Mr Ken Wilkinson wrote a book on the history of the club to celebrate the centenary in 2007. He describes how teeing off at Ghyll officially began in 1908 but the club's beginnings can be traced back to October 1907.
On the 11th, a group of 11 men including a physician, a schoolmaster and several cotton manufacturers, met at Mrs Hudson's Café, in Earby.
They planned to form a nine-hole golf club, which would have a five shilling entrance fee and an annual subscription of one and a half guineas for gentleman and one guinea for ladies.
They acquired land belonging to Thornton Hall Farm and paid the owners an annual rent of £25.
A professional golfer from St Anne's advised on the layout of the nine-hole course and in May 1908, with a groundsman, a professional and caddies already appointed, president Joseph Carr opened the white-painted pavilion and drove the first ball.
Between the World Wars, membership dropped to fewer than 50 male members and for a number of years the club struggled without groundsmen for some years when it fell on members to keep the corse mown.
Of the original nine-hole 70-acre course at Ghyll, only the "Hill Top", "The Mast", and "Ingleborough" holes would be recognisable today.
This is because the club's landlord imposed a large hike in rents in 1953 and club members were forced to set up their own fund and buy 40 acres, losing three holes and 40 per cent of the club's land.
During this time, sheep grazed on the course although this practice was eventually stopped.
But by April 1955, three new holes had been added to form what is now the "York" course.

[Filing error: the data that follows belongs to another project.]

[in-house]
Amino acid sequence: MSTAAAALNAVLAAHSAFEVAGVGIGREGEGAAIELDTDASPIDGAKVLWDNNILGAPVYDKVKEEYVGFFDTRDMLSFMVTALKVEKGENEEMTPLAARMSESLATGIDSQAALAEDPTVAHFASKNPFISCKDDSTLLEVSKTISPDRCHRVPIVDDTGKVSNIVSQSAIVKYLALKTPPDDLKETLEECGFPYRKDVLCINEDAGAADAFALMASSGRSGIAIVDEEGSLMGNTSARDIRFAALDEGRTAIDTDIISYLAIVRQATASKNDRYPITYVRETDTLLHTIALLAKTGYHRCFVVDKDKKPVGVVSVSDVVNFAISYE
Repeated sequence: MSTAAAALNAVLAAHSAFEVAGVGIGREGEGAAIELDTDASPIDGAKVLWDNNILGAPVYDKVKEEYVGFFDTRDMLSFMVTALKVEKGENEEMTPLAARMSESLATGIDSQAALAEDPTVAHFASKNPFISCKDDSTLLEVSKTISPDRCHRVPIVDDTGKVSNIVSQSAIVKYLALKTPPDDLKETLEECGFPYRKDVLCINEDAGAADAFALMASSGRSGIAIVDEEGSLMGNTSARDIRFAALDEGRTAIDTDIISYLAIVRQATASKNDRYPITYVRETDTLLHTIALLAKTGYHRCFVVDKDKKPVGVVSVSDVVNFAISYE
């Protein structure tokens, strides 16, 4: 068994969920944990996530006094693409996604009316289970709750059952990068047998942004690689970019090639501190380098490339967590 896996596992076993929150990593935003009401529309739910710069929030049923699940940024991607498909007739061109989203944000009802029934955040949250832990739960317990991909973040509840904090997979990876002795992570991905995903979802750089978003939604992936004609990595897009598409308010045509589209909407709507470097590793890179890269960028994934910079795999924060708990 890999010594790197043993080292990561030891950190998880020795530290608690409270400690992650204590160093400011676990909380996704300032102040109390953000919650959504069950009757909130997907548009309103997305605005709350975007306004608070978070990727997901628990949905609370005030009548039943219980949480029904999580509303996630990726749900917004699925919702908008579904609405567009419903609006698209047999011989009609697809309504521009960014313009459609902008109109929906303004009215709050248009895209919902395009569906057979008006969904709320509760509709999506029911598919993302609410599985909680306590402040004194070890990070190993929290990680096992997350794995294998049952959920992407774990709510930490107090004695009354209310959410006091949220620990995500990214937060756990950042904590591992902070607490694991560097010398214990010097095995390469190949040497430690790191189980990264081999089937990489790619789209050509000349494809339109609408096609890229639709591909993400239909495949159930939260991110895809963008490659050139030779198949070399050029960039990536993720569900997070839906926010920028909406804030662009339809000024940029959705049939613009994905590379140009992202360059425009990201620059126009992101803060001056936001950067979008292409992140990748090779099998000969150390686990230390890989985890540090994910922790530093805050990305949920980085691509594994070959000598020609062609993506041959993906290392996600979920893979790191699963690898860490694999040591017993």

In 1964, there were very few trees on the course and these were mostly on the boundaries. In 1966, the course was altered by planting a coppice of trees behind the Monks Retreat (7th hole) green, behind St Mary Le Ghyll (5th) green and Mast (8th) green. A row of trees were established between St Mary Le Ghyll (5th) and Pinhaw (6th) fairways and between Monks Retreat (7th) and Pinhaw (6th) fairways. Prior to the 1960’s there were no bunkers on the course and these were added from 1966 around the course.
In 1962, 5 acres of land was bequeathed to the Club by the widow of Charles Aldersley but the cost of draining this land was prohibitive so it was rented as pasture until 1991.
Further improvements were made to the course in the1970’s with a further significant tree planting undertaken in the1980’s.
In 1991, with a waiting list for men and ladies, an 18 hole committee considered purchasing land for an additional 9 holes. The cost would have been in the region of £100,000 for the land and £120,000 for construction of 9 holes. This was not approved at an EGM and the plan was abandoned.
Following the abandonment of the 18 hole course, attention returned to the land that had been bequeathed and course was changed so that it crossed into Lancashire with the addition of two further holes to provide the Tudor Corse that is most commonly used today.
Over the years the club house has been extended and refurbished to give us the club house that we use today.
Aside from the club's history, the centenary book also features light-hearted anecdotes and press cuttings - one of which refers to the controversial subject of playing golf on a Sunday in 1930.
A certain "worker from Earby" wrote to the Craven Herald: "As to those who would play golf on the Sabbath, it is rather a pity that they have not to work hard enough during the week.
"I have seen them here, starting off in their cars with golf sticks, when we are going to our daily toil. If they had more work through the week, they would be glad to rest on Sunday or spend it in worship in God's house."
Ghyll is situated on the Lancashire-Yorkshire border close to the town of Barnoldswick, which was part of the West Riding until local government reorganisation in 1972.
Indeed, the picturesque course takes its name from the narrow wooded ravine which was formed by the stream which is now the border between the land of the White Rose and their Red Rose adversaries. Many a battle has been fought out over the fairways and greens of the course.